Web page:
Samantha Seng and Cody Hounanian, Special to CalMatters
August 17, 2020
Legislation in the state Senate would make California the first state in the nation to establish basic consumer protections for student loan borrowers.
August typically marks the start of students heading to campus for fall classes at our state’s colleges and universities. As we all know, though – this is no typical year.
Fall classes are increasingly remote-only and many campus reopenings remain uncertain. In the midst of all this uncertainty, however, one thing remains constant: once again, too many California students will be victimized by predatory lending practices and overburdened by student loan debt.
Almost 4 million Californians currently owe more than $147 billion in student loans. Many of these loans were made without the students having sufficient information about the debt load they were undertaking. Other loans are exacerbated by egregious practices such as pushing students from certain neighborhoods into more expensive repayment plans or loans with higher interest rates.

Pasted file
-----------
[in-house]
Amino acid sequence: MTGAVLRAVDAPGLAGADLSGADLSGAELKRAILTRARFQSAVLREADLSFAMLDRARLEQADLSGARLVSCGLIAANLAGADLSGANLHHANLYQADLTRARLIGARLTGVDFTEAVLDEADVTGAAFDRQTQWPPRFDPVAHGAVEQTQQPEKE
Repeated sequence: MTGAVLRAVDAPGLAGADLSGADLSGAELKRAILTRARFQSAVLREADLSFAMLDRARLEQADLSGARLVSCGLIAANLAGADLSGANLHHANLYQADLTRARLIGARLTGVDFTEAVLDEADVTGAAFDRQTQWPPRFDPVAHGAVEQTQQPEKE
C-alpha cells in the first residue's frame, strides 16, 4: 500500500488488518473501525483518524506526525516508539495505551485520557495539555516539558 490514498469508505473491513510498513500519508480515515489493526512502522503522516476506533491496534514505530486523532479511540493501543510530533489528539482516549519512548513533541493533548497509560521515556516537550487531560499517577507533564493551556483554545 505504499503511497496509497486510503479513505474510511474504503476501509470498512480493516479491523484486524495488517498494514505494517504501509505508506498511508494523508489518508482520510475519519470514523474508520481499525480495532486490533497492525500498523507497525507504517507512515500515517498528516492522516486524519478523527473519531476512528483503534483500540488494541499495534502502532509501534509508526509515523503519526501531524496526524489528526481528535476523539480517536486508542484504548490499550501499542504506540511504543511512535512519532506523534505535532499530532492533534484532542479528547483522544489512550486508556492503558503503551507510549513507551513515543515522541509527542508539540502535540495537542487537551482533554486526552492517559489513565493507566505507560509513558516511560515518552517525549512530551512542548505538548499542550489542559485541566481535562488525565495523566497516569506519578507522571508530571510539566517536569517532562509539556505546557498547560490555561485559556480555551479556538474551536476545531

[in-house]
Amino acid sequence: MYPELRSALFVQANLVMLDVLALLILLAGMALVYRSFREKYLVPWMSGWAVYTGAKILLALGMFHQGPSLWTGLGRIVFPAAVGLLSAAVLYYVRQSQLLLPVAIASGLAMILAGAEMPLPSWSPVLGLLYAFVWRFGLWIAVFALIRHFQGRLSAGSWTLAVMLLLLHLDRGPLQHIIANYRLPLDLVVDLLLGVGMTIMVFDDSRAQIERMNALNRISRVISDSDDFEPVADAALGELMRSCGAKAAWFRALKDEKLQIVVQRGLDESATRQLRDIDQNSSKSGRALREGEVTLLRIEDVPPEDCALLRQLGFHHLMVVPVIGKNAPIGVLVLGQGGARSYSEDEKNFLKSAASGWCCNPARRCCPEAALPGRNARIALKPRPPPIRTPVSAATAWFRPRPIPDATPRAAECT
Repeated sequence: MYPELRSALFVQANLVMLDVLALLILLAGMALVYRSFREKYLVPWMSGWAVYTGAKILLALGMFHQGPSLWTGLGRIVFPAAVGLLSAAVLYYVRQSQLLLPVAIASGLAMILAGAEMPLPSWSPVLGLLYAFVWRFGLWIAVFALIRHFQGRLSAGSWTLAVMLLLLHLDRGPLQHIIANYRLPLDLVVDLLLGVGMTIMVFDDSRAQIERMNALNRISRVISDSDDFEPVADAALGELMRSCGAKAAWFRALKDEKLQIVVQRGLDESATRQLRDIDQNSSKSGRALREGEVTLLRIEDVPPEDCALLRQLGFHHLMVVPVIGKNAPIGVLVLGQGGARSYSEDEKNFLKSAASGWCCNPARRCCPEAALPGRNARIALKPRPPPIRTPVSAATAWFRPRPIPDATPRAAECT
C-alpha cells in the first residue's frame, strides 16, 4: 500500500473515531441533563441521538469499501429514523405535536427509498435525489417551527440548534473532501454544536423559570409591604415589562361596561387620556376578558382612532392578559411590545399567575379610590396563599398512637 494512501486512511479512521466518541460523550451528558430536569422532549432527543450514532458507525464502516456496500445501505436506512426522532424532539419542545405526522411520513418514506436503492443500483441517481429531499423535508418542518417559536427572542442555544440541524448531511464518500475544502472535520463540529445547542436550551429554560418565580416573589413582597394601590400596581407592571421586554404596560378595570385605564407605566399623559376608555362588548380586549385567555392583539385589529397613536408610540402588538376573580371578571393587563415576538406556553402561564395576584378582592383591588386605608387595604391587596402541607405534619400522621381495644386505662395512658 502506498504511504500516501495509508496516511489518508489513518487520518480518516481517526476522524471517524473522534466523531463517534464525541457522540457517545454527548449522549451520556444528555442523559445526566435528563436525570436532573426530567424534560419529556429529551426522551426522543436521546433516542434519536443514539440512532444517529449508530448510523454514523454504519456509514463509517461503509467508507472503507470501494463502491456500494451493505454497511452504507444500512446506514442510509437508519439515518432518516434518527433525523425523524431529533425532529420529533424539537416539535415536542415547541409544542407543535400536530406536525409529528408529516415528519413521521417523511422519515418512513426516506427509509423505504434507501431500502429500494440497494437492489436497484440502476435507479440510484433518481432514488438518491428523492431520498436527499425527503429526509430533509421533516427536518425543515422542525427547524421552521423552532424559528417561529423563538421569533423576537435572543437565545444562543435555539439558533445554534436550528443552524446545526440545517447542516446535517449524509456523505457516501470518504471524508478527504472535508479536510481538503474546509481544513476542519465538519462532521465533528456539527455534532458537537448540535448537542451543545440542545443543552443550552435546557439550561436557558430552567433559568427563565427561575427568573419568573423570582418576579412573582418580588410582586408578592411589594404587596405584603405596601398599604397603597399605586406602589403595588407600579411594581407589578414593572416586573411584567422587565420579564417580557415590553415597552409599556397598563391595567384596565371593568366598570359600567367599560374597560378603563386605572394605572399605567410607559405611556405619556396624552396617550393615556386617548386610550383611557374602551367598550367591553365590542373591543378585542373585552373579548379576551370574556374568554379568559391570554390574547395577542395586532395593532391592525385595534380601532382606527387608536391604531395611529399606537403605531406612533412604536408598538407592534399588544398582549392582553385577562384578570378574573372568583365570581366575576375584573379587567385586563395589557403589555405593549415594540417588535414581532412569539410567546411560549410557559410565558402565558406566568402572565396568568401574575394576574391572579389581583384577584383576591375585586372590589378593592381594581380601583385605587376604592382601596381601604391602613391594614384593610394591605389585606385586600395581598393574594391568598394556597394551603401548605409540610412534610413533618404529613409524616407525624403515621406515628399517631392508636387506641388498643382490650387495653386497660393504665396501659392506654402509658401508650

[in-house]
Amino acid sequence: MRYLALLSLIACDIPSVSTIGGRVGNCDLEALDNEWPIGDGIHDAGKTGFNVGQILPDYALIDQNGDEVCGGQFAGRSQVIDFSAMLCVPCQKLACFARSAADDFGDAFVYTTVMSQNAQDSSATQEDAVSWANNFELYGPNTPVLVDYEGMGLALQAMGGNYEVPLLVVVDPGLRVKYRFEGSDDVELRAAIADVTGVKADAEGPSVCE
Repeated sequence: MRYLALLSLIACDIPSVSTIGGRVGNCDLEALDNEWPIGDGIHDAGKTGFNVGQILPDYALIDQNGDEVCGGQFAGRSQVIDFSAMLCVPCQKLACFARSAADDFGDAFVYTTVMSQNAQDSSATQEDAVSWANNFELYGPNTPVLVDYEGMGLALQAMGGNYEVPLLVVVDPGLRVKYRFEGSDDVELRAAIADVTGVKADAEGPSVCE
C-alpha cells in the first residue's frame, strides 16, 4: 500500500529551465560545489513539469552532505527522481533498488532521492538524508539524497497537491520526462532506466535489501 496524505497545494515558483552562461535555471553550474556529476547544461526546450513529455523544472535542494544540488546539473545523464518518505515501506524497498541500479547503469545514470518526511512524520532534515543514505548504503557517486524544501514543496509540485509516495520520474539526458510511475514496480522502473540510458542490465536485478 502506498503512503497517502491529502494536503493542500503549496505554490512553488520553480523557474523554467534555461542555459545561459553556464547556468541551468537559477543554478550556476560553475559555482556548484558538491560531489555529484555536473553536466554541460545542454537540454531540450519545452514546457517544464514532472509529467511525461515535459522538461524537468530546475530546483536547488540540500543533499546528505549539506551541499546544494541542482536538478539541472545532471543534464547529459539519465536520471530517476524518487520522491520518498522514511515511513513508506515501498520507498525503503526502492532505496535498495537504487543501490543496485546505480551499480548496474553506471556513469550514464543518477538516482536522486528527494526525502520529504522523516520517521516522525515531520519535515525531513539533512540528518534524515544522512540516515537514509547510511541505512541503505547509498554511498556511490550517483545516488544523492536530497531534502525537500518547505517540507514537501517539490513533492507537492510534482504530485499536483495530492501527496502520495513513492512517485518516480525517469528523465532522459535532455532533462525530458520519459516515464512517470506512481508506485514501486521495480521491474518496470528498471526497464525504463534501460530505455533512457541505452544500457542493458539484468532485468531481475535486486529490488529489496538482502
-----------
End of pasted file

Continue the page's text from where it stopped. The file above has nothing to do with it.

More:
Now, given the current economic instability, many Californians are unable to make student loans, mortgages and rent payments. And the decrease in unemployment benefits and other pandemic related financial impacts are having a cumulative effect on student loan borrowers. More than 508,000 Californians are in default on their student loans, $14 billion worth. And every day more California students find their way into this trap.